2. As you may remember from an earlier lecture note, the average protein consists of at least 150 amino acids.

23 Comments:

At 1/15/2008 10:24 PM, Blogger ephphatha said...

That is extraordinary. I would like to know how similar the overlapping genes are. I mean do they somehow compliment each other? Do they contribute to the same thing--say the length and width of a finger. Or are they as different as pot pie and laundry soap? I would think it would be far more extraordinary if they contribute to very different things, but that would just be an incredible coincidence that overlapping genes would both be functioning.

It's kind of like Bible Codes if you think about it. I mean if you read straight through the Bible, every word is meaningful. But if you start doing equa-distancing, it's only ever once in a while that you come across a word with meaning. And there are so many letters in the Bible, it's inevitable that you'd come across a meaningful word here and there. Bible Codes would be facinating only if equidistancing produced just as many meaningful words, sentences, and paragraphs as reading the Bible straight through. I think the same would apply to overlapping genes.

So, I have two questions. How common are overlapping genes? ...and... Do they contribute to similar functions or very different functions?

 
At 1/17/2008 5:59 AM, Anonymous Duane said...

Thanks Paul,

That was fantastic!

More info here.
http://www.creationontheweb.com/content/view/5158/

 
At 1/17/2008 5:07 PM, Blogger Paul said...

Thanks, Duane, that is a worthy link, which discusses the further complexity and surprises beyond what I mention here. The trend in biological research is always toward uncovering more complexity. The obvious question to ask the evolutionist is, "Just how complex do we have to discover life to be before it becomes statistically impossible for random variation and selection, plus a finite amount of time, to be a viable explanation?" Some bailed on the discovery of DNA and its interdependency with RNA, ribosomes, and proteins. We have gone well beyond that by now.

 
At 1/17/2008 5:11 PM, Blogger Paul said...

Sam,

These overlapping genes are still being discovered and explored, so it is hard to answer this. I can say that I see evidence that they are being found to be much more common than thought, and one source even claimed they might turn out to be the rule rather than the exception. It seems also dependent upon the type of organism, but the prediction that it would be more abundant in compact genomes rather than more roomy genomes (like in humans) has not played out well. The hard numbers I found in some specific studies put it anywhere from .5% to 10%, depending upon the organism.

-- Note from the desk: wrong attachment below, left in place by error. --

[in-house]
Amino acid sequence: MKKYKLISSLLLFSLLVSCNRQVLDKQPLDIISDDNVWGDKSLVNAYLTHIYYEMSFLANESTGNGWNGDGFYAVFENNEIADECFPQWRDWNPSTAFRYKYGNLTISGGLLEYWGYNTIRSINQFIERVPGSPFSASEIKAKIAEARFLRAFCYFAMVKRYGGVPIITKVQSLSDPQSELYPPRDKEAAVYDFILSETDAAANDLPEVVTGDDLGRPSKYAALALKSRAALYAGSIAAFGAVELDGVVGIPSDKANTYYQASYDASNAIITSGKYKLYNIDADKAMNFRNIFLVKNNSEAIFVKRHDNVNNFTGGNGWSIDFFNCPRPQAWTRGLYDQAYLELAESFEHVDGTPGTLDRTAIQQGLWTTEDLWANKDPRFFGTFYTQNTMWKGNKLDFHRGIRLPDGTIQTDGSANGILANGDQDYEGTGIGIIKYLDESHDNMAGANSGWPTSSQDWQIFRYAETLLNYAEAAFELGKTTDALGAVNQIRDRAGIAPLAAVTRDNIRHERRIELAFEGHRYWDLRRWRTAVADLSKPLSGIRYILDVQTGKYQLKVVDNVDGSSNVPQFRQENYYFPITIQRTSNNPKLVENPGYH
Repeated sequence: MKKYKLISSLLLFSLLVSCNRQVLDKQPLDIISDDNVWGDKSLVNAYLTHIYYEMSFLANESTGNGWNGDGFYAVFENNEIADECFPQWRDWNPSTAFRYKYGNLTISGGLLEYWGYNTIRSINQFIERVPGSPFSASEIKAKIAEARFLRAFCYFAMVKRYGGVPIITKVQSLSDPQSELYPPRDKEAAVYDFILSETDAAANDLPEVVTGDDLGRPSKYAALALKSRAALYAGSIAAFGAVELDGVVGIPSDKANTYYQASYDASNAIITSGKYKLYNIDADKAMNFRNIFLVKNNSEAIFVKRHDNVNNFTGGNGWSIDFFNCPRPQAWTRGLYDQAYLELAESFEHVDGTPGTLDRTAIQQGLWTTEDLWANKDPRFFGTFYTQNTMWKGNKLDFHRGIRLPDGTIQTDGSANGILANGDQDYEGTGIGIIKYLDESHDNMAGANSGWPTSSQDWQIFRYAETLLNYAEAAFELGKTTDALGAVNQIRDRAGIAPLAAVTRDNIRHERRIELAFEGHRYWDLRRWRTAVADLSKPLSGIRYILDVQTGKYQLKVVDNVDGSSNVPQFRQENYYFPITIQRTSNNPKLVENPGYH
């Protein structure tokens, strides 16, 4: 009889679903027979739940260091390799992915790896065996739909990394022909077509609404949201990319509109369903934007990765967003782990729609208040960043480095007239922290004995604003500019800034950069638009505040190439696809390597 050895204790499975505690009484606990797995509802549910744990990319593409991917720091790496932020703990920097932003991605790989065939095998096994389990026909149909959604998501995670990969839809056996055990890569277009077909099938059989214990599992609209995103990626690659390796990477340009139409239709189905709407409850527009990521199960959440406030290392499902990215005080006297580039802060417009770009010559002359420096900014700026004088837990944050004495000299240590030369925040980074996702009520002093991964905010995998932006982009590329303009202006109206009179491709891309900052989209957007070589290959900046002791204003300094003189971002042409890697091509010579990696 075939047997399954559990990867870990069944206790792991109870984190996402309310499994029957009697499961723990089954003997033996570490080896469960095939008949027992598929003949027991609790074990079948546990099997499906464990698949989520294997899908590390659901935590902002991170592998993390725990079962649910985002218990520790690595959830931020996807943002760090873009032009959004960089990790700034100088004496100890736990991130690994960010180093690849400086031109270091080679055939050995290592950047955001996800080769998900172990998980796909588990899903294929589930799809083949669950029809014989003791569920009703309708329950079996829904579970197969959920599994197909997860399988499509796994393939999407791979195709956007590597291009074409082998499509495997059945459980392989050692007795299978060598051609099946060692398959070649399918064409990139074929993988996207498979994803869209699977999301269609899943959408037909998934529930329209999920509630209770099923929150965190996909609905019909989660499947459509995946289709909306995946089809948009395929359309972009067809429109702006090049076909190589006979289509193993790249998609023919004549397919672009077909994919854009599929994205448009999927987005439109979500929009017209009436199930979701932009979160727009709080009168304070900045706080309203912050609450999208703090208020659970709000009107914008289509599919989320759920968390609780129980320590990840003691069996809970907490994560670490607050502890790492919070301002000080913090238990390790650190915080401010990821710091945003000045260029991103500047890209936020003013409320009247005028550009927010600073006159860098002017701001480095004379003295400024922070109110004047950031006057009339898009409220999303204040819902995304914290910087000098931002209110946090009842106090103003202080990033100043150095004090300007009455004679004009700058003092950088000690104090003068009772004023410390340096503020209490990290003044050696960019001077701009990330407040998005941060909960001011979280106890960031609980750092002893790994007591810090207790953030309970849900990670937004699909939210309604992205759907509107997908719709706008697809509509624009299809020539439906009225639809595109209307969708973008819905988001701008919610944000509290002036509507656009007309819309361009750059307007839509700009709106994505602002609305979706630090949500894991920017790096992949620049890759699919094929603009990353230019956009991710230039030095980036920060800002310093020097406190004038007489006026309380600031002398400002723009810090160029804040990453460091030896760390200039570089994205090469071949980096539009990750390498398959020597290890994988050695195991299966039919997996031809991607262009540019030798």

One reason that they first suspected this is that there seemed to be more proteins being produced than the number of genes that they had mapped — way more. But the thing that makes it hard to know for sure which extras are in the overlaps is that the known genes can actually be "spliced" in different ways (which is yet another problem of a similarly complex nature). Exactly how this splicing is driven is at the cutting edge of genetic science.

It should be noted that one stretch of DNA could theoretically contain 6 different reading frames: 3 forward and 3 backward! I haven't heard the extent of what they've found, but I do know they've found at least triple overlaps.

Another interesting fact that foils evolutionary predictions is this: because a single nucleotide change (a point mutation) is far more likely to impact something within overlapping gene-space, there should be fewer surviving neutral changes within overlapping genes than among non-overlapping ones (overlapping genes should be more highly "conserved"). This means that one would expect to see more differences in the non-overlapping genes between diverse creatures sharing certain genes than among the overlapping genes that they share. This is a logically sound prediction, but it has not proved to be true. The history of evolutionary theory is paved with such surprises and failed predictions.